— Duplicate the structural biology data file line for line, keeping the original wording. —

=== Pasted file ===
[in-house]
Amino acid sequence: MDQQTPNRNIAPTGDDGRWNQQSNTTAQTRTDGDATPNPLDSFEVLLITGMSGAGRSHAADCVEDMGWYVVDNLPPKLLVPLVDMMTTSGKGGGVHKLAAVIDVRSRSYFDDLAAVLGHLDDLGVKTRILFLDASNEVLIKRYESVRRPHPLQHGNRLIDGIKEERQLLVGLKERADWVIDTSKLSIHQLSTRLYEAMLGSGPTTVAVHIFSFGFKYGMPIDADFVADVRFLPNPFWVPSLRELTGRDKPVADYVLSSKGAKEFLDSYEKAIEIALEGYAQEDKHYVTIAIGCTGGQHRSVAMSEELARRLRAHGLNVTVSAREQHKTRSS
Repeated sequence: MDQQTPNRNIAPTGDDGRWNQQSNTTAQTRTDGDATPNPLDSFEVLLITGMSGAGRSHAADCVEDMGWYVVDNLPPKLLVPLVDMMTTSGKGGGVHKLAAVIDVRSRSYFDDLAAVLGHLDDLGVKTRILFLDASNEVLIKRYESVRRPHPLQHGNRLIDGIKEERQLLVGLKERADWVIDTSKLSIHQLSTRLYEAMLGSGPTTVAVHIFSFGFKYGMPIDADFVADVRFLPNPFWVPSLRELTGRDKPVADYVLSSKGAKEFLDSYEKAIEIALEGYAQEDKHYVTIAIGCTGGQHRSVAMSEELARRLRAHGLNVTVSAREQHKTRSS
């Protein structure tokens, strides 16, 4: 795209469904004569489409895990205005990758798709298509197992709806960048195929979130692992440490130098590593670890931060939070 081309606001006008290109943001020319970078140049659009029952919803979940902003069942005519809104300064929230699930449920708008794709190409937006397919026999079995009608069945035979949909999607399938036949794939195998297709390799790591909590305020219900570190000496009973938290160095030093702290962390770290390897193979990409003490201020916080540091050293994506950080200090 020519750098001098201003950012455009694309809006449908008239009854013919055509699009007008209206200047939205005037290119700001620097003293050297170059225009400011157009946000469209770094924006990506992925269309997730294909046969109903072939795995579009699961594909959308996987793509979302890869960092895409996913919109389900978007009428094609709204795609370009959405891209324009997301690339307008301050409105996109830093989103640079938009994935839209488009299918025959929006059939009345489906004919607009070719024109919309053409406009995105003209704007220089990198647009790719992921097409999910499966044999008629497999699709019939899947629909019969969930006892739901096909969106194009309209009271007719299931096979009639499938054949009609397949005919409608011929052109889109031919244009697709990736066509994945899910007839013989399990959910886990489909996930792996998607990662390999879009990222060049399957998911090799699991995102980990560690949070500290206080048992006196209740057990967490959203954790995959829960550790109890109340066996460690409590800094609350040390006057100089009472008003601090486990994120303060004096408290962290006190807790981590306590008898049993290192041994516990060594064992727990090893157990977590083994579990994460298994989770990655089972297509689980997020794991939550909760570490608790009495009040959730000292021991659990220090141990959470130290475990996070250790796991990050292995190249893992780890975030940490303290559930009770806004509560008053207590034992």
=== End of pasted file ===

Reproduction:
[in-house]
Amino acid sequence: MDQQTPNRNIAPTGDDGRWNQQSNTTAQTRTDGDATPNPLDSFEVLLITGMSGAGRSHAADCVEDMGWYVVDNLPPKLLVPLVDMMTTSGKGGGVHKLAAVIDVRSRSYFDDLAAVLGHLDDLGVKTRILFLDASNEVLIKRYESVRRPHPLQHGNRLIDGIKEERQLLVGLKERADWVIDTSKLSIHQLSTRLYEAMLGSGPTTVAVHIFSFGFKYGMPIDADFVADVRFLPNPFWVPSLRELTGRDKPVADYVLSSKGAKEFLDSYEKAIEIALEGYAQEDKHYVTIAIGCTGGQHRSVAMSEELARRLRAHGLNVTVSAREQHKTRSS
Repeated sequence: MDQQTPNRNIAPTGDDGRWNQQSNTTAQTRTDGDATPNPLDSFEVLLITGMSGAGRSHAADCVEDMGWYVVDNLPPKLLVPLVDMMTTSGKGGGVHKLAAVIDVRSRSYFDDLAAVLGHLDDLGVKTRILFLDASNEVLIKRYESVRRPHPLQHGNRLIDGIKEERQLLVGLKERADWVIDTSKLSIHQLSTRLYEAMLGSGPTTVAVHIFSFGFKYGMPIDADFVADVRFLPNPFWVPSLRELTGRDKPVADYVLSSKGAKEFLDSYEKAIEIALEGYAQEDKHYVTIAIGCTGGQHRSVAMSEELARRLRAHGLNVTVSAREQHKTRSS
């Protein structure tokens, strides 16, 4: 795209469904004569489409895990205005990758798709298509197992709806960048195929979130692992440490130098590593670890931060939070 081309606001006008290109943001020319970078140049659009029952919803979940902003069942005519809104300064929230699930449920708008794709190409937006397919026999079995009608069945035979949909999607399938036949794939195998297709390799790591909590305020219900570190000496009973938290160095030093702290962390770290390897193979990409003490201020916080540091050293994506950080200090 020519750098001098201003950012455009694309809006449908008239009854013919055509699009007008209206200047939205005037290119700001620097003293050297170059225009400011157009946000469209770094924006990506992925269309997730294909046969109903072939795995579009699961594909959308996987793509979302890869960092895409996913919109389900978007009428094609709204795609370009959405891209324009997301690339307008301050409105996109830093989103640079938009994935839209488009299918025959929006059939009345489906004919607009070719024109919309053409406009995105003209704007220089990198647009790719992921097409999910499966044999008629497999699709019939899947629909019969969930006892739901096909969106194009309209009271007719299931096979009639499938054949009609397949005919409608011929052109889109031919244009697709990736066509994945899910007839013989399990959910886990489909996930792996998607990662390999879009990222060049399957998911090799699991995102980990560690949070500290206080048992006196209740057990967490959203954790995959829960550790109890109340066996460690409590800094609350040390006057100089009472008003601090486990994120303060004096408290962290006190807790981590306590008898049993290192041994516990060594064992727990090893157990977590083994579990994460298994989770990655089972297509689980997020794991939550909760570490608790009495009040959730000292021991659990220090141990959470130290475990996070250790796991990050292995190249893992780890975030940490303290559930009770806004509560008053207590034992």